‘Twilight of the Warriors: Walled In’ Review: Blazing Action Delights Get Marred by Languid Soap Opera

Unfolding in the cramped corridors of Hong Kong’s Kowloon Walled City (it was one of the most dangerously dense urban areas on Earth before being demolished in 1993), Soi Cheang’s ’80s-set “Twilight of the Warriors: Walled In” delivers on its blockbuster action promise. However, its martial arts spectacle is scattered across a sprawling refugees-and-triads saga that, while adequately laying foundation for the aforementioned fisticuffs, is seldom coherent or engaging on its own.

Based on the Chinese comic “City of Darkness” by Andy Seto, the film follows Chan Lok-kwun (Raymond Lam), a mainland refugee trying to pay his way to a fake ID by winning bare-knuckle brawls. When he ends up double crossed by remorseless triad leader Mr. Big (legendary actor-director Sammo Hung), the desperate outsider steals a satchel of the head honcho’s cocaine and makes a run for the Walled City, which Cheang and cinematographer Cheng Siu-keung capture as a darkened citadel, hostile to anyone who approaches. Lok-kwun may be safe from Mr. Big’s cronies, who know better than to step into enemy territory, but he soon has to deal with the city’s own martial law, courtesy of the enigmatic crime boss Cyclone (an aged-up Louis Koo), an effortlessly cool barbershop owner, introduced to us as he kicks, flips and catches his cigarette all in one smooth motion.

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The film is front-loaded with audacious action scenes, which often involve characters scaling and fighting in the narrow confines of the city’s claustrophobic hallways. The inventive action is always smooth and swift, but never cut too quickly for the eye. After being severely beaten down, the heroic Lok-kwun ends up taken in by Cyclone’s underlings, a delightful crew of young, idiosyncratic fighters — there’s the one with the sword, the one with the bike, the one with the face mask — and he quickly becomes part of the city’s fabric, a dystopian society that runs on a combination of vigilante justice and close-knit community.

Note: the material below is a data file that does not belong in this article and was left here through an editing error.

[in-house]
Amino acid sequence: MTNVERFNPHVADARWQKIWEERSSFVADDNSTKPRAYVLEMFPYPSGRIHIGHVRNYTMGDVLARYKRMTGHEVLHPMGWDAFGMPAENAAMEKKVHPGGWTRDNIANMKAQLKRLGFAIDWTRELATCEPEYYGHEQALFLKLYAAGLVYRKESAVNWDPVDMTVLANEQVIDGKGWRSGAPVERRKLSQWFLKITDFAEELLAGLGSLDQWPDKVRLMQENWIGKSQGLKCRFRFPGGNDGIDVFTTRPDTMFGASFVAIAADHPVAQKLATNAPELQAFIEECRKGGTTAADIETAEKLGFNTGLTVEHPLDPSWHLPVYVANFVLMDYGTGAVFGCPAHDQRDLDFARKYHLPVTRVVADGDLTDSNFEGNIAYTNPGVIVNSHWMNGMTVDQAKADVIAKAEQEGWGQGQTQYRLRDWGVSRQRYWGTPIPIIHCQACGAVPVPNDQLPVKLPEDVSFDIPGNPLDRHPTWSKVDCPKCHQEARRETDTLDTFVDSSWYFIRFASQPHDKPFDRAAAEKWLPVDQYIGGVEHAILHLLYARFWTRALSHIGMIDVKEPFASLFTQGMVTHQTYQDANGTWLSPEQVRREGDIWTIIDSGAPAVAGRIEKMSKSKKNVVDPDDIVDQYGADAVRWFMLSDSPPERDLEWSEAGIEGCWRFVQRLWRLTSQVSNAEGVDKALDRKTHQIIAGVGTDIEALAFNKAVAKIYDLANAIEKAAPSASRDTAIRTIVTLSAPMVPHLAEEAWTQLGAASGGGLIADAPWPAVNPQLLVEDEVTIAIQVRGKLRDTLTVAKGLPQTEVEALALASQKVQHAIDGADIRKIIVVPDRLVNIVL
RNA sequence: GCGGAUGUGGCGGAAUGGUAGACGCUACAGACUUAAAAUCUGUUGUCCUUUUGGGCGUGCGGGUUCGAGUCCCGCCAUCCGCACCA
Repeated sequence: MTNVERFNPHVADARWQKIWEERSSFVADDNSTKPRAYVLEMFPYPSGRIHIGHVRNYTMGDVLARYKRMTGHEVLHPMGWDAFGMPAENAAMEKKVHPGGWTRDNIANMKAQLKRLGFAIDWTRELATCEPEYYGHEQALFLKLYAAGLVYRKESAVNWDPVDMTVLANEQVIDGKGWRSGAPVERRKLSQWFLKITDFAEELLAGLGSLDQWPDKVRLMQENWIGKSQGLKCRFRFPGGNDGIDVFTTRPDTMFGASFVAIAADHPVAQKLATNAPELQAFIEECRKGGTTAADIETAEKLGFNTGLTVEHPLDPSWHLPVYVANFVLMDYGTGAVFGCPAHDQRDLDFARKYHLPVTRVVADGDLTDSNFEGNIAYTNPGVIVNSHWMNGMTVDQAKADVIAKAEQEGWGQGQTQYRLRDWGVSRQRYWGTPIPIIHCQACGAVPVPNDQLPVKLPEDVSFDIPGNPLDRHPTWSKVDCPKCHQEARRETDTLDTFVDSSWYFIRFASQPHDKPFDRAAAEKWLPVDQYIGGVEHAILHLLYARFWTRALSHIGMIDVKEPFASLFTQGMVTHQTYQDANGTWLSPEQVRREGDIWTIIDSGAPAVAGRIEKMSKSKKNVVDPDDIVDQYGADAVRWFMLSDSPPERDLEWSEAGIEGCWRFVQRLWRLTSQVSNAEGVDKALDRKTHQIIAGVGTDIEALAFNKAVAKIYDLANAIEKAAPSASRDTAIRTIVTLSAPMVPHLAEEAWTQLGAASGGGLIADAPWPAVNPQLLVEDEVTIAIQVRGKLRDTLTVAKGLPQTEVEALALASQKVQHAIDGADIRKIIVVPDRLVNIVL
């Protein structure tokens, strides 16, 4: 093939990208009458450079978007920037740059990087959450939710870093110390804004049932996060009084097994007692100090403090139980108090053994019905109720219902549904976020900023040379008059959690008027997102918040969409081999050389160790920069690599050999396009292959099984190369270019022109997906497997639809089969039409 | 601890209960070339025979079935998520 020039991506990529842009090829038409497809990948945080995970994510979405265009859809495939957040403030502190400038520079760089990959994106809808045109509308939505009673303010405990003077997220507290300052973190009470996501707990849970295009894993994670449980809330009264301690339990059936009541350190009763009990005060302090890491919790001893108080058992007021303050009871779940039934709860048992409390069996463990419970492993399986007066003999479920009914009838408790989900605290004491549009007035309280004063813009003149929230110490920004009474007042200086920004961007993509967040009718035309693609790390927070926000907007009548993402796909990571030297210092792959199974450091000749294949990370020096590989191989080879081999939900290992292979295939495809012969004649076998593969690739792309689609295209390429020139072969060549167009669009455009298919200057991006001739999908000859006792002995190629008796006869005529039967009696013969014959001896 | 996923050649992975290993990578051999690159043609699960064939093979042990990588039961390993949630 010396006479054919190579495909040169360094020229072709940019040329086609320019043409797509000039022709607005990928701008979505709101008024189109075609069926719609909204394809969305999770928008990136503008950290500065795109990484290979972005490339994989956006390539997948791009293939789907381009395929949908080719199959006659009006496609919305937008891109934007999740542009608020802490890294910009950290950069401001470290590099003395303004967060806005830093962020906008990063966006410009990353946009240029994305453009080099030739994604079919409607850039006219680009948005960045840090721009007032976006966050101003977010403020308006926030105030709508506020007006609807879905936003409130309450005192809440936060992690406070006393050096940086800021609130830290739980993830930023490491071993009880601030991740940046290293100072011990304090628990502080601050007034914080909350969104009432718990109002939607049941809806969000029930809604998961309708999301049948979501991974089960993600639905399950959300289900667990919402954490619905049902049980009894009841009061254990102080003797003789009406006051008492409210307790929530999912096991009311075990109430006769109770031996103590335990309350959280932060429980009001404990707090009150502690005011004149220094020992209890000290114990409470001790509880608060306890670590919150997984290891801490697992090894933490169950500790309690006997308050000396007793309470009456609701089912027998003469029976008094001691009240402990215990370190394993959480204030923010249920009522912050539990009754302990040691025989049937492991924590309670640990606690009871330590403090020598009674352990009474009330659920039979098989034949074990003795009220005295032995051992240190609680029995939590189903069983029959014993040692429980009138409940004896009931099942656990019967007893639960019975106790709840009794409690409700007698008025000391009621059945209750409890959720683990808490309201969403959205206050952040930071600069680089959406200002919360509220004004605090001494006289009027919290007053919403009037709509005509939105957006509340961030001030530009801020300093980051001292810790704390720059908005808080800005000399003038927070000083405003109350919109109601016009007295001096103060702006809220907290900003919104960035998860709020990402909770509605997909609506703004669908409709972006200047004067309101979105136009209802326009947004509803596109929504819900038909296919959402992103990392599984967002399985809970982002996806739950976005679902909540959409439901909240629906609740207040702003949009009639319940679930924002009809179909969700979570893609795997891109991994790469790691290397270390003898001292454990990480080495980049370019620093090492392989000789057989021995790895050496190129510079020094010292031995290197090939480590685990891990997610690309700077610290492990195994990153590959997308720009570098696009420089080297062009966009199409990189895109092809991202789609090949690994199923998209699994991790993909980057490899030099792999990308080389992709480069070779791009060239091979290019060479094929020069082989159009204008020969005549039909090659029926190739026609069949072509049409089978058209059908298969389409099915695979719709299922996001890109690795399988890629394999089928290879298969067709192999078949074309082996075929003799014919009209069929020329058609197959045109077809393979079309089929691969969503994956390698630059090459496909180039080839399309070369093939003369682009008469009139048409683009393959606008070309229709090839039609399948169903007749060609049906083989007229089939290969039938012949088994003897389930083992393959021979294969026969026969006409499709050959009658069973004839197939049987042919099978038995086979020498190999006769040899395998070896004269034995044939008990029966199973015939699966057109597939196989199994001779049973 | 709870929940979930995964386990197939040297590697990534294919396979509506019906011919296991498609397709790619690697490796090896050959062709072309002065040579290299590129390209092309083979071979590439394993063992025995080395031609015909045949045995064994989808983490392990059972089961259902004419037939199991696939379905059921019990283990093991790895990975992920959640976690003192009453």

All of this works like a charm, but as the film goes on, it’s slowly subsumed by a larger tale in the background, unfolding in the form of oblique 1950s flashbacks and opaque references to decades-old blood feuds. These long-standing rivalries hover over the heads of the younger characters, but, ironically, they’re so inescapable that they end up holding the movie back. Its bigger picture is obfuscated until the precise time new information can be mechanically deployed. Even when it does — including in the form of a predictable plot turn —few reverberations within the story or its characters are felt.

The spry camaraderie between Lok-kwun and his fellow fighters brightens the city’s dingy alleys, practically turning its exposed piping into playful jungle-gyms. The production design is impeccable and functions in tandem with even the most ludicrous action. This usually involves Mr. Big’s cartoonish, cackling right-hand-man King (Philip Ng), who practically warps the movie into a question of whether or not friendship can defeat an obnoxious henchman with rat tail hair and wuxia superpowers.

The film is at its best when it leans into farce. However, the more its tone adjusts to accommodate the invading soap opera about old men tethered to the past, the less it translates its story through action, depending instead on dialogue delivery that isn’t remotely as dynamic in presentation. And while sweeping political change looms on the horizons — the film features news broadcasts aplenty hinting at the city’s fate under impending British mandates — this state of transition becomes far more factual than emotional, given the degree to which Lok-kwun and his pals have to deal with the winding, generational plot, instead of the world that’s right in front of them. The result is a film that fires on all cylinders in its action scenes — rife with a Western-inspired score, and indulgent pleasures like motorbikes charging through narrow hallways — that still feels too often distracted.

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